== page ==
Judge rules ‘under votes’ in House race must be inspected
November 6, 2010
DENVER – A district court judge in Denver ruled late Friday that “under votes” in the House District 61 race must be inspected, and any clear votes for write-in candidate Kathleen Curry be added to the tally.
“It is possible Curry may have received the greatest number of votes in the HD 61 race,” Judge John W. Madden ruled. “Refusing to count these votes would thwart the clear intention of the electorate, as well as the intent of the election code.”
Madden ordered Colorado Secretary of State Bernie Buescher’s office to perform an inspection of more than 2,000 ballots constituting the under vote, and to add to Curry’s total those ballots in which her name has been written on the write-in line for the HD 61, even if the accompanying box or oval was not filled in.
Buescher’s office has unitl 5 p.m. Wednesday to appeal the decision to the Colorado Supreme Court. “We hope the county clerks are allowed to do their job soon, and begin the count,” Curry said in an e-mail sent out to supporters and news media Saturday morning. “The state could still delay this decision if they choose to fight against voter intent and appeal this ruling.”
Curry, the incumbent District 61 representative from Gunnison who had to run as a write-in candidate after switching her party affiliation from Democrat to independent last year, still trailed Democrat Roger Wilson of Glenwood Springs as of the latest tally by 495 votes. The district encompasses the Roaring Fork Valley, including Aspen and Pitkin County.
Madden noted in his ruling that “a few” provisional ballots still have yet to be counted in the race, but not enough provisional ballots to move Curry ahead of Wilson.
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There are, however, more than enough “under votes” to potentially change the outcome in Curry’s favor, the judge ruled.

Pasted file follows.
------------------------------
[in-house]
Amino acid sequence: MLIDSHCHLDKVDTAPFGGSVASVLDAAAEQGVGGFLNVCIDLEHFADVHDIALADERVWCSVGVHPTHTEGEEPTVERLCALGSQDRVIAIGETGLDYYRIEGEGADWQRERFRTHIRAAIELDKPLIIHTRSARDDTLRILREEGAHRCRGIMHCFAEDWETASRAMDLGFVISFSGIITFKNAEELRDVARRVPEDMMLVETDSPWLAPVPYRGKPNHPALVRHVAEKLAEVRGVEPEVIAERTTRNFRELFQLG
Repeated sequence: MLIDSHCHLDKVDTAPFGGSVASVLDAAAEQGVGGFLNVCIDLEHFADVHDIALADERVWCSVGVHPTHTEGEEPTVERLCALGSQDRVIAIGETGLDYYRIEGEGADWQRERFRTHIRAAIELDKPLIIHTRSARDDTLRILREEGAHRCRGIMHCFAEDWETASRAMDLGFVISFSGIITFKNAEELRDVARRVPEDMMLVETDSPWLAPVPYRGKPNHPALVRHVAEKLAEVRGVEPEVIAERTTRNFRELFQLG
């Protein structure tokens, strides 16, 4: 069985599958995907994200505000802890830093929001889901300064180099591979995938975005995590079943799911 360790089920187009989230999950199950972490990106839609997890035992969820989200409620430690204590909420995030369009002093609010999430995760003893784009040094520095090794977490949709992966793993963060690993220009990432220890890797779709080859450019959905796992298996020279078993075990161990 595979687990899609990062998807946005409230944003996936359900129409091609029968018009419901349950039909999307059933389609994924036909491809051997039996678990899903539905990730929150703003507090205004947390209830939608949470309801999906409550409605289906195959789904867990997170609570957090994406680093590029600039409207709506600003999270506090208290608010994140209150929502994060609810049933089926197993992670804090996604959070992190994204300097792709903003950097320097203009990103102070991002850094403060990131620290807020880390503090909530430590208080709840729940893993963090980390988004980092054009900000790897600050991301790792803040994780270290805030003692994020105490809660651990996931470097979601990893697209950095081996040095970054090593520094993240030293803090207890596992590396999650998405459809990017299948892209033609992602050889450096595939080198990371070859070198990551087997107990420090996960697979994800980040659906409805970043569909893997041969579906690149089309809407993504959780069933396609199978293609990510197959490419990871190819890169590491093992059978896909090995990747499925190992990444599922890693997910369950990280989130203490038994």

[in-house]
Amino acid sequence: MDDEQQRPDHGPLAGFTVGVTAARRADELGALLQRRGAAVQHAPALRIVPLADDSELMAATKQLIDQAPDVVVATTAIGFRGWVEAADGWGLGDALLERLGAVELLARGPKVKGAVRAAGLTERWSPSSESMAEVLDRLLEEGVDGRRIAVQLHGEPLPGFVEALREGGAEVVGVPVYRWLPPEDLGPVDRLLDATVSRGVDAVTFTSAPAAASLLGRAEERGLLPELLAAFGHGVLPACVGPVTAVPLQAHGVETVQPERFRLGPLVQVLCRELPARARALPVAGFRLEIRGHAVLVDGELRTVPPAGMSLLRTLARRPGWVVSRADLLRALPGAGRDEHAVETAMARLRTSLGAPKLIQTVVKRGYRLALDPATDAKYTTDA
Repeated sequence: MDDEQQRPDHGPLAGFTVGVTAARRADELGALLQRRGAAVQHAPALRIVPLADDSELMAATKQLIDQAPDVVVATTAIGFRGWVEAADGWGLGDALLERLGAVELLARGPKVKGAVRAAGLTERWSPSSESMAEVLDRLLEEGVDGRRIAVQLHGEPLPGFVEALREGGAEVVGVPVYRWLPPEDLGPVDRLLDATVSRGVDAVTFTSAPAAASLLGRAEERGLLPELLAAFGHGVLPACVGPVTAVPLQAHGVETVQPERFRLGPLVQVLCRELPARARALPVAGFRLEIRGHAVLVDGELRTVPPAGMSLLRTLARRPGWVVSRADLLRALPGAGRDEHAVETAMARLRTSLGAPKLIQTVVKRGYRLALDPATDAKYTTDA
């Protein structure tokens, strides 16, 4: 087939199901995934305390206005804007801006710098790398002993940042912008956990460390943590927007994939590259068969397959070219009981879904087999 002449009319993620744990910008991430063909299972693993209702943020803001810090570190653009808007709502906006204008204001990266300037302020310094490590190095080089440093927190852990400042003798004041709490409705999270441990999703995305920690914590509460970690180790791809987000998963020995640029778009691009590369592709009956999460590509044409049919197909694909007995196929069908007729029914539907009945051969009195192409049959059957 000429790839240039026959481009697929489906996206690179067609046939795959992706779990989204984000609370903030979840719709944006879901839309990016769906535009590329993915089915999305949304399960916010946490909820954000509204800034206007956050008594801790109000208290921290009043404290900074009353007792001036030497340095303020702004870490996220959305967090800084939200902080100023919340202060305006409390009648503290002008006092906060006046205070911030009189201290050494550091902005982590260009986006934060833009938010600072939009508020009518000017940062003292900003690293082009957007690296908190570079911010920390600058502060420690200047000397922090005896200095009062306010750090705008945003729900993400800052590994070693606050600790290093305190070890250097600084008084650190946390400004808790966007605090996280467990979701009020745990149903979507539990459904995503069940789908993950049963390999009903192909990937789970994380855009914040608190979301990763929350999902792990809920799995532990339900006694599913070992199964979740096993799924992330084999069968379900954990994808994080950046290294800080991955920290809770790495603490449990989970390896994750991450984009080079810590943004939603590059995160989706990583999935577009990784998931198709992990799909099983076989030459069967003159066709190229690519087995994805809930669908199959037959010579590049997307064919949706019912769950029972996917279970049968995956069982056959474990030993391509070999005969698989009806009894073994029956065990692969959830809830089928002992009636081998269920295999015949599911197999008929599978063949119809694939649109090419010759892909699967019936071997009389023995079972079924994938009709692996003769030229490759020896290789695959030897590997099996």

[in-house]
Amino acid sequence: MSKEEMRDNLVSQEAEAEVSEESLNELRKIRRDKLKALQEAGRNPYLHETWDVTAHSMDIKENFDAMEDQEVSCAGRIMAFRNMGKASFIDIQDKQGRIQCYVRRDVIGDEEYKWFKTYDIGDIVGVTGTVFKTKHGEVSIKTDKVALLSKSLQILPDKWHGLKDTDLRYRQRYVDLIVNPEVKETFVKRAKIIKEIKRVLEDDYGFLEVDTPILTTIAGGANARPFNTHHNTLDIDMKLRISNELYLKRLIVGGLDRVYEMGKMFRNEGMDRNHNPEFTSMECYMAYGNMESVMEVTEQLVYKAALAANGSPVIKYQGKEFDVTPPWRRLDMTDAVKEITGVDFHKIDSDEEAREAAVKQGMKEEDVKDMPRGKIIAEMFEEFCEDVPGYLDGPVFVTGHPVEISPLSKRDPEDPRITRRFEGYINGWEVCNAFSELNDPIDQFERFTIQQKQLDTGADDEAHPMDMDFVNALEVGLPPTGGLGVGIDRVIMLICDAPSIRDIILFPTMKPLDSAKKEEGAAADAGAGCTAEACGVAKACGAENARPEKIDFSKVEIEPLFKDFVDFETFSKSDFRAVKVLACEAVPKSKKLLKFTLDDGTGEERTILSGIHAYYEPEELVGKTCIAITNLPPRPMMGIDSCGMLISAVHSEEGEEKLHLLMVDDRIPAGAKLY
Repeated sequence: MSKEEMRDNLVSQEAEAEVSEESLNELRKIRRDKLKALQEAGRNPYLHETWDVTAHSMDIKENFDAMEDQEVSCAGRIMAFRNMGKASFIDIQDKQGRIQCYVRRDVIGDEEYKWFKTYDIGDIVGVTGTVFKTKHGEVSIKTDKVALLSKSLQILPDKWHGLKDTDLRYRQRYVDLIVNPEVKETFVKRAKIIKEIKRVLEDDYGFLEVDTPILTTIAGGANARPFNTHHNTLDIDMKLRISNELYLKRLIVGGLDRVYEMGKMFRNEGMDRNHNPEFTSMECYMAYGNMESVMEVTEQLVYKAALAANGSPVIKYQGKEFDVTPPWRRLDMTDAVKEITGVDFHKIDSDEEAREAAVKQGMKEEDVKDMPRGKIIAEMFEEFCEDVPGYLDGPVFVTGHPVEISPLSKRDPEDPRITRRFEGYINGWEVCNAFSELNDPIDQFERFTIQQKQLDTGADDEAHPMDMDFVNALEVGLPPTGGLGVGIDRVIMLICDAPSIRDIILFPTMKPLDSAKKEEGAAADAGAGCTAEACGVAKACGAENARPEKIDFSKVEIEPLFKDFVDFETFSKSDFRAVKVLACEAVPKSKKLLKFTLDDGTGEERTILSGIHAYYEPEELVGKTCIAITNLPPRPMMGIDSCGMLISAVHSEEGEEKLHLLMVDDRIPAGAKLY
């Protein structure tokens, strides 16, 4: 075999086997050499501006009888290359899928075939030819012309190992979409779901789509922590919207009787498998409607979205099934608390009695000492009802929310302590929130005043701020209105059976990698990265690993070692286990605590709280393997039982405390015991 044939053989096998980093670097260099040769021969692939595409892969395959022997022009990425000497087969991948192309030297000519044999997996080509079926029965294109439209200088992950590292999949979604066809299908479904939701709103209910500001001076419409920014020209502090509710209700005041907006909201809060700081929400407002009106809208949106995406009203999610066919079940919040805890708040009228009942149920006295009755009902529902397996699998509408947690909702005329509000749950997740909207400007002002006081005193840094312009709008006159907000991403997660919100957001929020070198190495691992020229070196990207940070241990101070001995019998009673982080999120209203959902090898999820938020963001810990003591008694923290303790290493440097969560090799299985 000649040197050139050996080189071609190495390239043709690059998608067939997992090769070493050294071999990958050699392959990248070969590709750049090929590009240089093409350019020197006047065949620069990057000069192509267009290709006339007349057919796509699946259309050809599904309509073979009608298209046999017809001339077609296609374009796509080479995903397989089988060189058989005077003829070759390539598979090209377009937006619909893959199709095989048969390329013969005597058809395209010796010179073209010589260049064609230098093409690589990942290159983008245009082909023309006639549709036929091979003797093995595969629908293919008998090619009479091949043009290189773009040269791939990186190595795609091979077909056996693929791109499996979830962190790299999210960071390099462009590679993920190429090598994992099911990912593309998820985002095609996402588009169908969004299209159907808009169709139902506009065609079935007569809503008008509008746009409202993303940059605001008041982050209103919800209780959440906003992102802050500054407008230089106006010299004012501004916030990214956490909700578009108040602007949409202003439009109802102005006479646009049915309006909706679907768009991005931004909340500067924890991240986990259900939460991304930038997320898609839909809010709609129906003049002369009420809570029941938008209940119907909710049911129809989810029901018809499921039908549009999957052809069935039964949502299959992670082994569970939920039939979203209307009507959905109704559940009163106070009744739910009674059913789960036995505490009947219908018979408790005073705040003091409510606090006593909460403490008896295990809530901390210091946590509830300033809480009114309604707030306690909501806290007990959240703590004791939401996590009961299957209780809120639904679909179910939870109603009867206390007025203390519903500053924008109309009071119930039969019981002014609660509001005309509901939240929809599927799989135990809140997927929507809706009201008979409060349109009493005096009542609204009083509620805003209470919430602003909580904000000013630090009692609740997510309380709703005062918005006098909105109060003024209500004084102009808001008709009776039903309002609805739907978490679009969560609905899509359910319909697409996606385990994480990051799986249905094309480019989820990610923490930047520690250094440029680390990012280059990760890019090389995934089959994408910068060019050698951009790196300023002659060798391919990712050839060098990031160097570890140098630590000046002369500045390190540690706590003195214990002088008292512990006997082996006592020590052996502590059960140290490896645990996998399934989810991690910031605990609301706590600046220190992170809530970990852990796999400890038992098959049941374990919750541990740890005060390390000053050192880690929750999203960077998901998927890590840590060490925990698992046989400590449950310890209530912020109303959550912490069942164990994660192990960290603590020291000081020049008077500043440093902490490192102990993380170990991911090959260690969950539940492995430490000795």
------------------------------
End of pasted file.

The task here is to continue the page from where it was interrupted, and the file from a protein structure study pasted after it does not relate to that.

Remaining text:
Results of the five-county HD 61 race adjusted later in the week after the Nov. 2 election gave Wilson 9,496 votes to Curry’s 9,001 write-in votes. Republican Luke Korkowski of Mt. Crested Butte had 8,892 votes.
Madden noted that there were a total of 29,390 ballots cast in the house district, but only 27,389 votes recorded in the race, leaving 2,001 under votes.
Under votes are recorded when a voter either chooses not to vote in that particular race, or, in cases where there is a write-in candidate, if they write in a name but don’t fill in the box or oval.
While those votes are not picked up by optical scanners during the initial counting process, election rules require that they be inspected and “voter intent” be taken into consideration, the judge ruled.
Short of counting those votes, the race was not close enough to trigger an automatic recount of the ballots, in which case “voter intent” would come into play.
If the state does not appeal and the judge’s ruling stands, a recount taking into consideration the under votes would begin late next week. If not, Curry could still pay to have a recount done.
“The Court disagrees with the Secretary’s argument that a provision for write-in votes which does not also require a particular box to be marked would frustrate the legislative intent of the election code,” Madden concluded in his Friday ruling. “The overall intent of the election code is to permit qualified electors to cast their votes for eligible candidates and ballot issues of their choosing, not to thwart the intent of voters by imposing technical obstacles.”